Meurkens considers his recording contract with Concord Jazz, an internationally respected jazz label, a quantum leap forward for his career. “It gave me respect and it brought me to America,” Meurkens says. It helped him get radio airplay and a touring base in the U.S. He recorded six albums for Concord between 1990 and 1996. Almost all of his Concord Jazz releases are Brazilian-flavored, Meurkens says, and he was able to carve a niche for himself in the world of Brazilian jazz, which American audiences have been receptive to since Brazilian composer Jobim had the crossover pop hit with “Girl From Impanema.”

Meurkens lived in Manhattan for 11 years but after he and his wife had children, they moved to Montclair in 2003. “Once I came back to America, I didn’t promote my vibes playing,” he says, and instead, he just marketed himself as a harmonica player. “In Manhattan, I didn’t have a car, or the desire to schlep those vibes all over the place; a cabbie doesn’t want to pick you up when he sees you standing there with vibes. But since I moved to the suburbs, the vibes have come back into the picture, now that we have a minivan for the kids.”

Meurkens has 16 albums out as a bandleader, and he has recorded for a variety of other jazz labels through the years, including Challenge Records, the Acoustic Music label, and even Evidence Music, a jazz and blues label based in Conshohocken, PA.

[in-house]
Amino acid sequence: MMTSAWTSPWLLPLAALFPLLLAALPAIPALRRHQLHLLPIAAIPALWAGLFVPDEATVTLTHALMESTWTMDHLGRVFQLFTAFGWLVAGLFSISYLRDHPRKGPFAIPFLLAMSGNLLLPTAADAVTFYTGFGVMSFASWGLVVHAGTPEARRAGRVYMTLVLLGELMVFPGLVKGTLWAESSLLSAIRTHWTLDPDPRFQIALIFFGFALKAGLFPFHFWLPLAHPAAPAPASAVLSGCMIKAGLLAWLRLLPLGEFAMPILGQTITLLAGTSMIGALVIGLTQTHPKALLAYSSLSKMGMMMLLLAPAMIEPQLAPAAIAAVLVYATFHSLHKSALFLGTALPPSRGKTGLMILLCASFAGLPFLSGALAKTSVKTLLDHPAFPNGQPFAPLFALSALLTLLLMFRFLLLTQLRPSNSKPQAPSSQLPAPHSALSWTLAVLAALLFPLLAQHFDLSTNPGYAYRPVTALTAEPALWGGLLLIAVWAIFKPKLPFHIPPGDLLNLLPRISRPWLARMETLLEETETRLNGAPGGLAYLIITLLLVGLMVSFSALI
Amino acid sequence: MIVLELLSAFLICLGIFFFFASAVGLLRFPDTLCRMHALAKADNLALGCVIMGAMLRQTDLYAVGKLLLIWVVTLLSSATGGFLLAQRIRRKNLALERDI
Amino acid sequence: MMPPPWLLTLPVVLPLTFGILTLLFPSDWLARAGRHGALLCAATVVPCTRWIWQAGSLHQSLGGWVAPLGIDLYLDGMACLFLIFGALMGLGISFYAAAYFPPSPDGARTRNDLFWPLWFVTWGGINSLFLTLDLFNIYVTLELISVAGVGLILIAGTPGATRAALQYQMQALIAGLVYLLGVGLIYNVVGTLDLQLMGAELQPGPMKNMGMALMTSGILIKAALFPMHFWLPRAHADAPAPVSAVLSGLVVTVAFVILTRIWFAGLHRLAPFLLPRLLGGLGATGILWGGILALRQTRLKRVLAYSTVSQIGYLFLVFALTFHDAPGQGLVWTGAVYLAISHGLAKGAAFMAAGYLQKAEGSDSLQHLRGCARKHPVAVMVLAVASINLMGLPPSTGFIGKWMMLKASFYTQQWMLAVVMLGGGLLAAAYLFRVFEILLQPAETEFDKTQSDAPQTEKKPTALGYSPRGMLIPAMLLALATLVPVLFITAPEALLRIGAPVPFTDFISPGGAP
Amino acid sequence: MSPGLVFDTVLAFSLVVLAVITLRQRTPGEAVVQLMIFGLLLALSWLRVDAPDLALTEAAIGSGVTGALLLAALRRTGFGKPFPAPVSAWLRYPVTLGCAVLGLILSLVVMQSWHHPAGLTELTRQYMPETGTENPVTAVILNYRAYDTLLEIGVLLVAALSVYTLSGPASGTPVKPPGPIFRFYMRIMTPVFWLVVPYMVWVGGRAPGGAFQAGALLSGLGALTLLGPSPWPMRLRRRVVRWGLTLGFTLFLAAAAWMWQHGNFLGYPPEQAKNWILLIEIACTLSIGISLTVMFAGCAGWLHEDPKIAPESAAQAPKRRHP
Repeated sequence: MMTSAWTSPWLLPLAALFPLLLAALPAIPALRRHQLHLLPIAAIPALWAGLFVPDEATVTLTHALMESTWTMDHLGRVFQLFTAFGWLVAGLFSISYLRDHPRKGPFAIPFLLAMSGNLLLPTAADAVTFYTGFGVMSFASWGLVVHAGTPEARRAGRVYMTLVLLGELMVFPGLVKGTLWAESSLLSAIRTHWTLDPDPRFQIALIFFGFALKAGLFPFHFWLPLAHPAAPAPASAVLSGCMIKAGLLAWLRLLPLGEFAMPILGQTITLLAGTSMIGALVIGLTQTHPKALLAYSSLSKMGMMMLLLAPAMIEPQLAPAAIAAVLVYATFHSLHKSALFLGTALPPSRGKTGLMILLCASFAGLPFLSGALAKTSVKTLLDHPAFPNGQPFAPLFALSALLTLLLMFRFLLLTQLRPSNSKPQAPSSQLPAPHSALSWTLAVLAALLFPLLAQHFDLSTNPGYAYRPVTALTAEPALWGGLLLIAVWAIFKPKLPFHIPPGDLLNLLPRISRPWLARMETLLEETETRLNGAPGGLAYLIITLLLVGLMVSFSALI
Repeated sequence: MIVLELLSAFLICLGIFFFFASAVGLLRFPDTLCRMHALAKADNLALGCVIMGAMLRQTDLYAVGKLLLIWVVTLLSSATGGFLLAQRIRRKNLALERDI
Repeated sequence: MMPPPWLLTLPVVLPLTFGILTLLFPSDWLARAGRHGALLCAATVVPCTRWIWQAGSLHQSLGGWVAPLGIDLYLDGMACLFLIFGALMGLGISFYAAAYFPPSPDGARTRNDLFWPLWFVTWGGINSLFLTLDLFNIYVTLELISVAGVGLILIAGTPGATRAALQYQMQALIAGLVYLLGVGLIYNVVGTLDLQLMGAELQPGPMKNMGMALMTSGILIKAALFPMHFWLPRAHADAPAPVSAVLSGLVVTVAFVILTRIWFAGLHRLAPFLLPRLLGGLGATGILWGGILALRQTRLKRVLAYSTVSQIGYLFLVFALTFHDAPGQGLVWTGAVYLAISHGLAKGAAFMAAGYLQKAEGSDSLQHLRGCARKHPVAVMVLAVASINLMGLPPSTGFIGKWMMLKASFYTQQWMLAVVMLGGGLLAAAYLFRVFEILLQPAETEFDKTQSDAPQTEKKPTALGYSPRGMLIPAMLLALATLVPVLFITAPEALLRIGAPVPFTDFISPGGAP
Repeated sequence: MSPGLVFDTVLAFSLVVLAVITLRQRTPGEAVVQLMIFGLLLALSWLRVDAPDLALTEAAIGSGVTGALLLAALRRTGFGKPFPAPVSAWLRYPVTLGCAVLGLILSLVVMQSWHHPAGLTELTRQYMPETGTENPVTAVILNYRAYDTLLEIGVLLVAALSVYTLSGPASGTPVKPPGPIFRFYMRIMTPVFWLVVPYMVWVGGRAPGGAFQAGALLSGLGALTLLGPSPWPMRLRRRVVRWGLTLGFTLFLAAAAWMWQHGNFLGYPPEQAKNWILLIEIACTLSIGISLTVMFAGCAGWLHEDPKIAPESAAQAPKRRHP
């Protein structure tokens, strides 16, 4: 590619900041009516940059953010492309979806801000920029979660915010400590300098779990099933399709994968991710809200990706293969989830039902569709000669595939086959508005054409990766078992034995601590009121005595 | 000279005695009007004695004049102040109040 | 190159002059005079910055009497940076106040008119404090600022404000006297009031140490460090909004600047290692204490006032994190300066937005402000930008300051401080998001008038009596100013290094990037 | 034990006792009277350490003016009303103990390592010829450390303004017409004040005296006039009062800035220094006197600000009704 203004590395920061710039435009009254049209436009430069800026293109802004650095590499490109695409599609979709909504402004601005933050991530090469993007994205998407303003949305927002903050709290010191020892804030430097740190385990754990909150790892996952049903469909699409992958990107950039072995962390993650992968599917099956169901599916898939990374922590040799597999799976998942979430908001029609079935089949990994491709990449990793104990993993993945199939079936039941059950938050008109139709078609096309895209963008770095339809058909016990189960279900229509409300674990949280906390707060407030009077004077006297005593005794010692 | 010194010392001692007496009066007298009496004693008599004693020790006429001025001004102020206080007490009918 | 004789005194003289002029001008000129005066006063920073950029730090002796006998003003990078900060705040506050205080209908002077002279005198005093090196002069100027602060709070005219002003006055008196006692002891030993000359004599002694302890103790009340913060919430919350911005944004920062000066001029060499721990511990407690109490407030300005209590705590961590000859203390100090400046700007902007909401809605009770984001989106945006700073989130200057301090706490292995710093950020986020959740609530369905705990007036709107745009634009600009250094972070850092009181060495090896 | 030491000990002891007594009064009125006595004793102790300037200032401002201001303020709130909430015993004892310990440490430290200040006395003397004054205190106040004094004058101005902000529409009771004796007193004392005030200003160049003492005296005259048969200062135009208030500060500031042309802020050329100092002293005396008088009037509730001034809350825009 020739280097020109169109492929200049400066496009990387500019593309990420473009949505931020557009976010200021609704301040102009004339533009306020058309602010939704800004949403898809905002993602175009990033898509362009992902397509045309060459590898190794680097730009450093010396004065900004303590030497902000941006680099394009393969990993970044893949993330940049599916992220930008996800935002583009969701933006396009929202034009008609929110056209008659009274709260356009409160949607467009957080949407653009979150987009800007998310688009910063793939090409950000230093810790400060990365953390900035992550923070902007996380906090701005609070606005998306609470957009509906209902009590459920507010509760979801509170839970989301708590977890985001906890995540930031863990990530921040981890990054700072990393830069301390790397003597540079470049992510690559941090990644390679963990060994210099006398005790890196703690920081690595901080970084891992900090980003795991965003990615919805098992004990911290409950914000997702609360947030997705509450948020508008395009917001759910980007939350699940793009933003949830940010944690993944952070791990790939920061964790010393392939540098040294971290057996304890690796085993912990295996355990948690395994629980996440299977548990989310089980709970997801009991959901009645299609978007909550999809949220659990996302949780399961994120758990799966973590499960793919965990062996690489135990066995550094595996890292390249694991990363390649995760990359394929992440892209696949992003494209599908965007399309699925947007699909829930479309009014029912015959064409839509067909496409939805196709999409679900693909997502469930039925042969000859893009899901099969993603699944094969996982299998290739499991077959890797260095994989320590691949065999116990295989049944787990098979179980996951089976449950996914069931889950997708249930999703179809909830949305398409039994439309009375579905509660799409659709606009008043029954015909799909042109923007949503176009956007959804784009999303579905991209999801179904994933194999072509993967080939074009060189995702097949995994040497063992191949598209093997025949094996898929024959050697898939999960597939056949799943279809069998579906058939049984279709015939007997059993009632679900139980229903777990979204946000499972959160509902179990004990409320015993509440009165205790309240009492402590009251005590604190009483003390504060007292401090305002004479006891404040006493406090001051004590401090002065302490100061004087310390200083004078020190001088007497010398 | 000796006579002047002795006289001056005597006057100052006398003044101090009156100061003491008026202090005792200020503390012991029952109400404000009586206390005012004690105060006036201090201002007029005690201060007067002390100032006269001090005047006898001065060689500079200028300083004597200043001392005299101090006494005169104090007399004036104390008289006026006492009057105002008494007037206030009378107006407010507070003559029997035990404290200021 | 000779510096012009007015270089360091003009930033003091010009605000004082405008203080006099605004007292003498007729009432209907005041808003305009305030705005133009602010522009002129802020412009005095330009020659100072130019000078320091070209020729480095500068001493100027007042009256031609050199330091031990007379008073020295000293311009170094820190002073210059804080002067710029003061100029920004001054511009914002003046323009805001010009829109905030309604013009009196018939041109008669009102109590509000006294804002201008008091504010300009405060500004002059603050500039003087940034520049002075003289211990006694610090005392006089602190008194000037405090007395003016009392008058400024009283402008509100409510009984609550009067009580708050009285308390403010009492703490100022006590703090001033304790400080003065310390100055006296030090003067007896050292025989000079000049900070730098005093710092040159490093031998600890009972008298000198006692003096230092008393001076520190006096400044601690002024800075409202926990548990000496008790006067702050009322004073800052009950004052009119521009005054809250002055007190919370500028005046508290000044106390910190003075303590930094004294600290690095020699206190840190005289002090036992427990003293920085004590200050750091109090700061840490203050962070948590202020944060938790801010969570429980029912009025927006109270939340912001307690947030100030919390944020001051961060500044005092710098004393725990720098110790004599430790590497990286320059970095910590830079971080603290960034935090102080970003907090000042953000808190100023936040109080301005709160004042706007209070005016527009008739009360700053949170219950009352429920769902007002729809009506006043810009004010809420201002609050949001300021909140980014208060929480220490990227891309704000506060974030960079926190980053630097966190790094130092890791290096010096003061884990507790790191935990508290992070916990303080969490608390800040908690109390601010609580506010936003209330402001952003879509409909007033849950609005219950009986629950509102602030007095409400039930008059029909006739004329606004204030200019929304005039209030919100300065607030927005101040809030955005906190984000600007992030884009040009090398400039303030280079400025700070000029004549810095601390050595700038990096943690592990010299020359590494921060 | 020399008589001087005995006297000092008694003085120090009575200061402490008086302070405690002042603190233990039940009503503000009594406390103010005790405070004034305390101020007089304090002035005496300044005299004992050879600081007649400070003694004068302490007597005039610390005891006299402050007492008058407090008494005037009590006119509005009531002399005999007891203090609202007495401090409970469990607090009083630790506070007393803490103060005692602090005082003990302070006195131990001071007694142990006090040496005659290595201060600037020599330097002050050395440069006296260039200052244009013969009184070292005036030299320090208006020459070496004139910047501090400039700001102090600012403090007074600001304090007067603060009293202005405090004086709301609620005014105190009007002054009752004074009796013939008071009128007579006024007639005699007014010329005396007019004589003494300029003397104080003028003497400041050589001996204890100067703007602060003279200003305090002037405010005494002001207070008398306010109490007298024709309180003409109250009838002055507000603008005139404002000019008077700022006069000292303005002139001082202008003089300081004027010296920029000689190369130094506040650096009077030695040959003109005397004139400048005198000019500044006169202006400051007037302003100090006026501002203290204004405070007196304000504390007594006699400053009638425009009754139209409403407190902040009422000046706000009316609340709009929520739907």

While it is hard not to compare Meurkens to Toots Thielemans, Meurkens clearly has his own style and his own, growing group of fans. “He has had a special kind of influence,” Meurkens says. “I never really copied him or transcribed him but I began picking up things on my own. It was not that I was consciously trying to copy him but rather it was the sound he gets that was my inspiration.”

At his July 5 Cornerstone performance, the crowd can expect to be treated to an artful blend of traditional jazz and lots of Brazilian jazz and pop tunes and to be transported, musically, at least, to Rio. Although he has written plenty of other Brazilian jazz tunes himself, Meurkens includes just a sampling of his own tunes, “Mountain

Drive,” “Mosquito Tongue,” and “The Girl in the Window” on “Amazon River.” Like a lot of musicians who play jazz for a living, he prefers instead to rely on the master composers in the idiom, people like Jobim, Caymmi, and Horta.

Contrary to what some fans of harmonica players may think, the chromatic harmonica is a very difficult instrument to play well, Meurkens says. “It is very hard,” he says, “because the challenge is with the breathing, to make the music smooth and elegant and not choppy or corny. To make it sound really nice is really difficult.”

Hendrik Meurkens Quartet with Helio Alves, Wednesday, July 5, 7:30 p.m., Cornerstone Cafe and Bistro, 25 New Street, Metuchen. 732-549-5306.